Marketman has a dinuguan phobia. There. I finally admitted it. Hopefully that is the first step to a cure. I used to love dinuguan as a kid. That was before I rudely found out what it was made of. One day, still in my single digits, I entered the kitchen just as my mom was pouring some thick dark liquid out of a plastic bag and into the pot with stuff in it. I asked what it was and she said it was â€œpigâ€™s blood.â€ WHAT?! The thick liquid in the dinuguan was cooked pigâ€™s blood??? I probably turned ashen and quickly retreated out of there. I have a thing about blood. It makes me faint. I once accompanied my sister to the Emergency Room of Makati Med when she cut her toe from an exploding coke bottle and as they were sewing it up I promptly keeled over (fainted) and they had to revive me outside the Emergency Room. When my daughter gets bloody injuries, the same thing happens. I knew I couldnâ€™t be a doctor at age 8. My brother-in-law once took us fishing off the Long Island, New York shoreline and they started chumming with fish guts which promptly made me upchuck some of my ownâ€¦ so, no, this dinuguan thing is an imbeded and highly irrational thing. I couldn’t be reincardnated as a vampire. Or vampire bat for that matter.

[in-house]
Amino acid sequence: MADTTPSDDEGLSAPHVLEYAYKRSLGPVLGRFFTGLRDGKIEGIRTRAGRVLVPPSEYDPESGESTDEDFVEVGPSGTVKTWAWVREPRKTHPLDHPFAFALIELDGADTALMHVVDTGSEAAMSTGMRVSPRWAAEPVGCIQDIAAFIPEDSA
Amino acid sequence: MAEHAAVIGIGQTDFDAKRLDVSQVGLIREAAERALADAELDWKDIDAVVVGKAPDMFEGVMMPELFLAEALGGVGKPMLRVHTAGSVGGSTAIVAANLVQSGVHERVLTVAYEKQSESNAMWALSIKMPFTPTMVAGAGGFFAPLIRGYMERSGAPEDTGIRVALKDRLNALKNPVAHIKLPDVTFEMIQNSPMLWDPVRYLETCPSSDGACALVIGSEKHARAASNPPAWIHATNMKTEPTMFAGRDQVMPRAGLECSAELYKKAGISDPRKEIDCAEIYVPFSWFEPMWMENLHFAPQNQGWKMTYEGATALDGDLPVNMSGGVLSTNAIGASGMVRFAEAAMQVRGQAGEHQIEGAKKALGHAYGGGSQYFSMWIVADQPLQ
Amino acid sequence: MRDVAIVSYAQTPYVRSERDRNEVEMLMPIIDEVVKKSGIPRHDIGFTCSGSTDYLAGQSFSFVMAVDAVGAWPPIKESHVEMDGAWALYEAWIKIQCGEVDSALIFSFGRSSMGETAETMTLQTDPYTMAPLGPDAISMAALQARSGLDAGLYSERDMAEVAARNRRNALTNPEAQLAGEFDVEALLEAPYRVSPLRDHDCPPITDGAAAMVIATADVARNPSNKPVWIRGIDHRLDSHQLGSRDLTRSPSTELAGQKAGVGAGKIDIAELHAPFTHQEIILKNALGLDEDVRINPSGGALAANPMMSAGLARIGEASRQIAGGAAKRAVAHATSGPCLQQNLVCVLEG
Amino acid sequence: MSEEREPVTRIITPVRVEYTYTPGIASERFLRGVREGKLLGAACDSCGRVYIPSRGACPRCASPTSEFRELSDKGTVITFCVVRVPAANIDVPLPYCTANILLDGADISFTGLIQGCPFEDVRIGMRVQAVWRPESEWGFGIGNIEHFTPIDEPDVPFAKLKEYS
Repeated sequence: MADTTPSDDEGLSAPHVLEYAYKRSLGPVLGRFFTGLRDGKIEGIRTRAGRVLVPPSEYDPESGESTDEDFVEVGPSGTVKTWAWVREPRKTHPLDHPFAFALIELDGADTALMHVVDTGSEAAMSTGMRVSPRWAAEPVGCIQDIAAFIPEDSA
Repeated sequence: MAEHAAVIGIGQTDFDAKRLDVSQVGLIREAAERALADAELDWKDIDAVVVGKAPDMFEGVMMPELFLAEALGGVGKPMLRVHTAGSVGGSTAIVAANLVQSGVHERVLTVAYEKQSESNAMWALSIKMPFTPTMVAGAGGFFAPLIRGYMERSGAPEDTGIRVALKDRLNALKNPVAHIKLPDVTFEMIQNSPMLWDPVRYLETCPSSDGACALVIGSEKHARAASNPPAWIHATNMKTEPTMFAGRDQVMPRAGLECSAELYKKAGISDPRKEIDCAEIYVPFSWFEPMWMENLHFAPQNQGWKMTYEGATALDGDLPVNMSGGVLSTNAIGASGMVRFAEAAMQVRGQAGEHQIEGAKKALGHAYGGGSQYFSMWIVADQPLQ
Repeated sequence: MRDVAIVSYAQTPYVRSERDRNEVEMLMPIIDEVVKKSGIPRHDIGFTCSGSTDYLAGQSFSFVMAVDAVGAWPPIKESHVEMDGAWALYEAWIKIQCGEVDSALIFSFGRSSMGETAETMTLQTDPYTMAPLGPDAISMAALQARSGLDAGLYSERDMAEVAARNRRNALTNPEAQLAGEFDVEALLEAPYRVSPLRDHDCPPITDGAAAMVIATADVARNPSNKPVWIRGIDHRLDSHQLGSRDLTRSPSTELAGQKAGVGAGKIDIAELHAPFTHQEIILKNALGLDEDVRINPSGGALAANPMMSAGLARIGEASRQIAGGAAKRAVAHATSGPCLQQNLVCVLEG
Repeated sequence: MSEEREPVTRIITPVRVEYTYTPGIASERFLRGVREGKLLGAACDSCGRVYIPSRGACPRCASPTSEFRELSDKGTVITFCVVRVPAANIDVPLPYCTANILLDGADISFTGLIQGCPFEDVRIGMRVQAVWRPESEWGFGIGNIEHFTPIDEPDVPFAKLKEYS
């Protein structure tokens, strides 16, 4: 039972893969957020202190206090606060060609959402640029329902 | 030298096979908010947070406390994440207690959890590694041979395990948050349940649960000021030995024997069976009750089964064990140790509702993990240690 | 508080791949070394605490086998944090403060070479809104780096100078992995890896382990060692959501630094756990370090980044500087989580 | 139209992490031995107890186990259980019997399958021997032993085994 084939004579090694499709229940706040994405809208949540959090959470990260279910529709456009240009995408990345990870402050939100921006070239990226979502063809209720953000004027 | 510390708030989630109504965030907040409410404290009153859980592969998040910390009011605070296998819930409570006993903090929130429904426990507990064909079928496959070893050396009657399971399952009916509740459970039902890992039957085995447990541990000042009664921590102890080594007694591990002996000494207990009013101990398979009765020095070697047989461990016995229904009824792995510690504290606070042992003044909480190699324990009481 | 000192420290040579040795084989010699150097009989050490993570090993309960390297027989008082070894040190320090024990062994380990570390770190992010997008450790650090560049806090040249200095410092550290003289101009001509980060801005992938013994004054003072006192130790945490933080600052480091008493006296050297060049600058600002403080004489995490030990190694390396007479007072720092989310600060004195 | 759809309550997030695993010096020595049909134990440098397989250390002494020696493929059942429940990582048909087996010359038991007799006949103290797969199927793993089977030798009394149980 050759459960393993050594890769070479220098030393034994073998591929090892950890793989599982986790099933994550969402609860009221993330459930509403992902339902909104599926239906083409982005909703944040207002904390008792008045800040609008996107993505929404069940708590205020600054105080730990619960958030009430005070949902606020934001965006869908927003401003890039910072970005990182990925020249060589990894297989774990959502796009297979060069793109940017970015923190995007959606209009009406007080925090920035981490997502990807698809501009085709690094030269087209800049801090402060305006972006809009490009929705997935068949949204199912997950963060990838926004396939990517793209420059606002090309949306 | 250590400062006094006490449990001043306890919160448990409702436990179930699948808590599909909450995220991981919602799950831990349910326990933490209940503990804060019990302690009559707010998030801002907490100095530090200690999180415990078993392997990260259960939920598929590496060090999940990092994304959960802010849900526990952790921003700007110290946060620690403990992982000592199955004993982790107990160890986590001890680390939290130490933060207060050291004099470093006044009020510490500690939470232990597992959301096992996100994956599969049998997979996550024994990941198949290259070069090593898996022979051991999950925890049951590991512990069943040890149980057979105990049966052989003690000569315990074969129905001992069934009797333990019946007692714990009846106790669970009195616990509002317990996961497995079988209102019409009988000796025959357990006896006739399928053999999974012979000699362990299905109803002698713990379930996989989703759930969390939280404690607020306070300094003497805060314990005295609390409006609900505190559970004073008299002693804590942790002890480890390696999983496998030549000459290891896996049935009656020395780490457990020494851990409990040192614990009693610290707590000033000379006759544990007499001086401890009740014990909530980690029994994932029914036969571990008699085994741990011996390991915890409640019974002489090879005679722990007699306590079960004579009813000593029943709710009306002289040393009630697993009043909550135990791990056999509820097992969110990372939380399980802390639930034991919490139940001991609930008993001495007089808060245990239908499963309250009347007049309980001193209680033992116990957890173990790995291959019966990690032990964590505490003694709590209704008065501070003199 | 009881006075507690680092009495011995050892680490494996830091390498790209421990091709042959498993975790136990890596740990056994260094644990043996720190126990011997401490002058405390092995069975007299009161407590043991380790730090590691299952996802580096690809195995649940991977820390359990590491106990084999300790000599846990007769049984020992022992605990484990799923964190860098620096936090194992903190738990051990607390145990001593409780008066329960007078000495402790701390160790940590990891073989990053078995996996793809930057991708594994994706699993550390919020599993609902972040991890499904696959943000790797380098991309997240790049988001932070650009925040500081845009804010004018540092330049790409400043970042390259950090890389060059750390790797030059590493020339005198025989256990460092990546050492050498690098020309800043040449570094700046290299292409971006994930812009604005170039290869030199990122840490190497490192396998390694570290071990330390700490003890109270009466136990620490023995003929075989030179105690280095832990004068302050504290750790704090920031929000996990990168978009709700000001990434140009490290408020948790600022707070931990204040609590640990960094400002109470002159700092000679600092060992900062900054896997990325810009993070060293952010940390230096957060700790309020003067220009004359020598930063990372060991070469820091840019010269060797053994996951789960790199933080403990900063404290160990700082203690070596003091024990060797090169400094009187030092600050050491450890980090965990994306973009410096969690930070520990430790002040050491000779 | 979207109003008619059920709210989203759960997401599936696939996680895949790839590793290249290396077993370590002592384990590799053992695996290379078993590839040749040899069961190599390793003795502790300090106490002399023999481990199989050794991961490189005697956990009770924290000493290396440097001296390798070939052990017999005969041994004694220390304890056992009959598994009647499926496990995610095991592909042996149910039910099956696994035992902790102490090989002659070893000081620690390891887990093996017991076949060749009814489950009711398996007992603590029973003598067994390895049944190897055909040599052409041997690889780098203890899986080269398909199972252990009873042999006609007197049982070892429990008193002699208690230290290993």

I eat more and more unusual things as I get older (frogs, rabbits, live octopus, sea urchins, alligator, eels, ostrich), including blood sausages with some trepidation, so I am determined to get over this dinuguan phobia. The first step was to read up on the recipe and understand that it is mostly pigâ€™s innards, blood, vinegar (which I like) and spices. Some of my readers have asked about coagulated blood and I now know that the vinegar is used to keep the blood from hardening too much. The next step was to buy some dinuguan from reputable sellers to make sure I got small doses before cooking it myself (if I ever got to that stage). To dire warnings of â€œyou better be sure that it is clean,â€ â€“ clean dinuguan, an apparent oxymoron considering what the ingredients are, I toyed with the idea of trying chicken dinuguan firstâ€¦ but decided to go all the way with the original version with innards. That is what is in the bowl here. I ate about three spoonfuls mixed with white rice and it wasnâ€™t that bad, really. However, the version I bought was a bit too vinegary for me. I asked other dinuguan experts to weigh in and they concurred. It should have a vinegary taste but not overpowering. Letâ€™s just say the three spoonfuls was enough for now. Will have to wait before we make our own lechon in the backyard before I really think seriously of cooking this myselfâ€¦If you have any helpful comments on how to cook a really delicious dinuguan, kindly leave them here for my referenceâ€¦thanks!